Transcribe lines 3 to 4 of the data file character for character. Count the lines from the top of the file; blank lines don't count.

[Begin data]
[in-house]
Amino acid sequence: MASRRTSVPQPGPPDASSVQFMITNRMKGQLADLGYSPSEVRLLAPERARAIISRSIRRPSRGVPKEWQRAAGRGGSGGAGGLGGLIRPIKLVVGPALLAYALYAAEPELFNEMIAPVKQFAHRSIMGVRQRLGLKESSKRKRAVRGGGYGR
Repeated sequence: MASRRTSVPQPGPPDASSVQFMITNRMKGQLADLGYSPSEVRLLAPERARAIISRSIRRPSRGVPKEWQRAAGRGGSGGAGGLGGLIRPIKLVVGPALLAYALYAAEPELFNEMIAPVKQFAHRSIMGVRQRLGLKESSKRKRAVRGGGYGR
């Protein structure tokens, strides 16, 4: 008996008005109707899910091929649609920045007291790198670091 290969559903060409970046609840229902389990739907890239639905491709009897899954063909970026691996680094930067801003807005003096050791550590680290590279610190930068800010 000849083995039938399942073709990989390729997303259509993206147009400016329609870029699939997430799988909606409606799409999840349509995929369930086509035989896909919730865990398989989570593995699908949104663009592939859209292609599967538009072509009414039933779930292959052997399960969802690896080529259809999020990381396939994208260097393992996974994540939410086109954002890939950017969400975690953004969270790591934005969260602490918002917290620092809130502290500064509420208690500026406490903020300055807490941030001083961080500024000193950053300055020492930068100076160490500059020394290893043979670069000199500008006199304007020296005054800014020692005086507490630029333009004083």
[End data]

Repeated sequence: MASRRTSVPQPGPPDASSVQFMITNRMKGQLADLGYSPSEVRLLAPERARAIISRSIRRPSRGVPKEWQRAAGRGGSGGAGGLGGLIRPIKLVVGPALLAYALYAAEPELFNEMIAPVKQFAHRSIMGVRQRLGLKESSKRKRAVRGGGYGR
């Protein structure tokens, strides 16, 4: 008996008005109707899910091929649609920045007291790198670091 290969559903060409970046609840229902389990739907890239639905491709009897899954063909970026691996680094930067801003807005003096050791550590680290590279610190930068800010 000849083995039938399942073709990989390729997303259509993206147009400016329609870029699939997430799988909606409606799409999840349509995929369930086509035989896909919730865990398989989570593995699908949104663009592939859209292609599967538009072509009414039933779930292959052997399960969802690896080529259809999020990381396939994208260097393992996974994540939410086109954002890939950017969400975690953004969270790591934005969260602490918002917290620092809130502290500064509420208690500026406490903020300055807490941030001083961080500024000193950053300055020492930068100076160490500059020394290893043979670069000199500008006199304007020296005054800014020692005086507490630029333009004083």